Why Mongolia? Of all the countries and/or cultures out there, why go with this one?
I was first introduced to the story of the Mongols through Conn Iggulden’s Conqueror series. My interest was piqued, and I consumed a few documentaries easily Googled, a graphic novel by Sean O’Reilly, and the award-winning film by Sergei Bodrov (among others). I have not been to Mongolia, though I am hoping to pay the country a visit in the next few years; climb the giant statue of Genghis outside Ulaanbaatar, drink some Chinggis Khan Vodka, travel out to Kharkhorin to see the remains of Erdene Zuu, perhaps see some Przewalski’s horses in the wild. But none of that answers the question – why Mongolia?
I suppose the best answer takes the form of “The List”. In 2011, self-described ‘atrocitologist’ Matthew White published The Great Big Book of Horrible Things, a historical ranking of the 100 worst atrocities in human history, including the obvious hallmarks (The Holocaust, Stalin, Pol Pot...), as well as older, pre-Twentieth Century massacres like Alexander the Great, Qin Shi Huang Di, the seventh-century war between Sui China and Korea, Aztec human sacrifices and more. In the book, he presents his definitive list of the top one hundred worst things. Here's a sampling:
World War II (66 million)
Mao Zedong (40 million)
Genghis Khan (40 million)
4. Famines in British India (27 million)
5. Fall of the Ming Dynasty (25 million)
6. Taiping Rebellion (20 million)
Joseph Stalin (20 million)
8. Mideast Slave Trade (18.5 million)
9. Timur/Tamerlane (17 million)
10. Atlantic Slave Trade (16 million)
Yes, Genghis Khan, founder of the modern Mongol state, the man with his portrait on every note of the country’s currency, with several statues bearing his likeness throughout the country, with everything from airports to cigarettes to chocolate named for him – this guy is tied for #2, his conquests the second worst thing to have ever happened in human history. Four slots above Stalin. (If you want to get really technical and point out the divide between Nazi Germany and Japan, you’ll wind up dividing the war in two, resulting in about 34 million dead in Europe, North Africa and the Atlantic, and 32 million for the Pacific War, putting GK even above Hitler.) And, another Mongol (technically a semi-sedentary Turco-Mongol), Tamerlane, is #9? Worse than the Atlantic Slave Trade? Furthermore, scrolling down to #19, you get the Fall of the Western Roman Empire (7 million), which, granted, was the result of many factors – but if you had to put a single name to it, it would probably be Attila. And there’s a good chance he was Mongol – or, rather, Mongolian (i.e., Xiongnu, predating the actual tribal identity of the Mongols, though still living a very similar lifestyle).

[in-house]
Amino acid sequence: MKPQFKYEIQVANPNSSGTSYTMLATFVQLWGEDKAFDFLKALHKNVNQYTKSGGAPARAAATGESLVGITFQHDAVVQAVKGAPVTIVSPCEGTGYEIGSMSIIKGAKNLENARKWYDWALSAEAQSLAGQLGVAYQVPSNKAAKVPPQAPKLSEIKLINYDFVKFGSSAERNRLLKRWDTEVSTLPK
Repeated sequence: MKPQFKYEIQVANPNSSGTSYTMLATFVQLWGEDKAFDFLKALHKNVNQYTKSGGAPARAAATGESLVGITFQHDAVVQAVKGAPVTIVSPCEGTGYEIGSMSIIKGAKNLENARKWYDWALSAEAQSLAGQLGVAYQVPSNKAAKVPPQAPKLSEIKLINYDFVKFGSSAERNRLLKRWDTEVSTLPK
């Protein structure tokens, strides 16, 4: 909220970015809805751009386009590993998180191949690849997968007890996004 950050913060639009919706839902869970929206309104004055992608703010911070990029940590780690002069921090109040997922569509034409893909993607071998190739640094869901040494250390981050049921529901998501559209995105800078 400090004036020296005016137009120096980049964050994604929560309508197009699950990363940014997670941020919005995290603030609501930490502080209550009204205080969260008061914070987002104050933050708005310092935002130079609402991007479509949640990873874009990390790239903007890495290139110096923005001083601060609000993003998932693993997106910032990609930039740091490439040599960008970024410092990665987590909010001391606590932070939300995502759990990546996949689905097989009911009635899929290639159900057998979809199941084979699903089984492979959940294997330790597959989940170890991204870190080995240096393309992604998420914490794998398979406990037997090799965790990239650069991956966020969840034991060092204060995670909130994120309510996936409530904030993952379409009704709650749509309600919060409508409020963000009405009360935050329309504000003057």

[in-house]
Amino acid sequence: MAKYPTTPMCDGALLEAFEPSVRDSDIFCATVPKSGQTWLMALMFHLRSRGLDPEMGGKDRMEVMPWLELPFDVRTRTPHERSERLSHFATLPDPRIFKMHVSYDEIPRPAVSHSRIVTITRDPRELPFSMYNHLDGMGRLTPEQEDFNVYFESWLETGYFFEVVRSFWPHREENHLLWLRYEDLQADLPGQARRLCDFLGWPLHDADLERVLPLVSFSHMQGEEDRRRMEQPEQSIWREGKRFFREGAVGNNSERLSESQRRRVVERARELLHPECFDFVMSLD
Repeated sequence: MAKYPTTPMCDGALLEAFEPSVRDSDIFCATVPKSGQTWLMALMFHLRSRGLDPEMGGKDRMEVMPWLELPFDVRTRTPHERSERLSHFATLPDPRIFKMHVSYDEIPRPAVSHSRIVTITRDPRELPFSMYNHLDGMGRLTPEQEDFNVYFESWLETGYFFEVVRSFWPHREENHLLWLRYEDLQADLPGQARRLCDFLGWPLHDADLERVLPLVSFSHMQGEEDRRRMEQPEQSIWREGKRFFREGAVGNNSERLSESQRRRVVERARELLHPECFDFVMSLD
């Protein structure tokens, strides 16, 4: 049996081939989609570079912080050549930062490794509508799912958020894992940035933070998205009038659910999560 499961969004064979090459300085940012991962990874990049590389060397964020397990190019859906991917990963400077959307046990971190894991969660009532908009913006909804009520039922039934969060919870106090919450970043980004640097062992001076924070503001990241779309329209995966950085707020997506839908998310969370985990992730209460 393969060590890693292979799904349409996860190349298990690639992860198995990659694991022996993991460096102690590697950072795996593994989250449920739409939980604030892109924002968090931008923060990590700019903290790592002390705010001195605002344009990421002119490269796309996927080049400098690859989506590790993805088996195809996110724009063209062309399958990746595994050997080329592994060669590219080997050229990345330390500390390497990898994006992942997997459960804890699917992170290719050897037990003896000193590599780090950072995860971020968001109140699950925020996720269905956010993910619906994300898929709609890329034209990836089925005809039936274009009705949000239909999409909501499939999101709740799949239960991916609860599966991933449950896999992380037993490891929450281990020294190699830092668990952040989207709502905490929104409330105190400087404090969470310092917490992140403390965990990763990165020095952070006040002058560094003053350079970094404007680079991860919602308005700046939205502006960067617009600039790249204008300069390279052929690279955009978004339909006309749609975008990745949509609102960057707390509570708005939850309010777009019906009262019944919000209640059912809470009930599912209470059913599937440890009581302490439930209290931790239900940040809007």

Somewhere in all this was a novel. And so it was that I set out to read an actual biography of the Great Khan, Genghis Khan: Life, Death and Resurrection, by John Man, in 2013. I had just begun on a new construction site (my day job), and had published my first novel not long before. I was looking for a new idea, and there one was. Somewhere along the way as I went through Man’s book, the idea struck me: another Mongol conqueror, in modern times.
The blanket statement is: I have an interest in Eastern history, philosophy, culture and language. If I were to break that down, it would go something like this: Currently, my interests are as follows – 40% Mongolia, 30% China, 20% Korea, 7% Japan, 3% other. I’ve been to China (Hong Kong, Macao and Beijing, you can check out my travelogues here), where I was given pamphlets on forced organ harvesting, won HKD$1800 on a single bet and was approached by vulturine scam artists. My future trip to Mongolia includes a 5-day layover in Seoul, where I plan to see various Joseon Dynasty sites like Gyeongbokgung Palace and Namhansanseong Fortress, as well as tour the spot President Bill Clinton called “the scariest place on Earth” (the DMZ, or North Korean border). I’ve read extensively on the curiosity/monstrosity that is North Korea. I would like to one day see Tokyo, to see the vending machines full of used panties, tour Zen temples and determine once and for all whether Japanese women actually have genitals, or if it’s just a blur of pixellation as I’ve been led to believe. That trip is not currently on the books.
I learned a handful of Mandarin prior to my trip to China. I’m nowhere near fluent, and can’t read a single character, but was able to communicate a basic things with the locals. Currently, I’m attempting to do the same thing with Korean, in preparation for that trip. I once watched a copy of Tom Cruise’s The Last Samurai with no subtitles. Given that the only three words of Japanese I know are konichiwa, seppuku and harakiri, I really couldn’t follow it (is it sad that 66% of the Japanese I speak refers to ritual suicide by disembowelment?). I do not speak Mongolian, though I do know the words pizda, yankhan and meem. Also, I know how to say sain bainuu.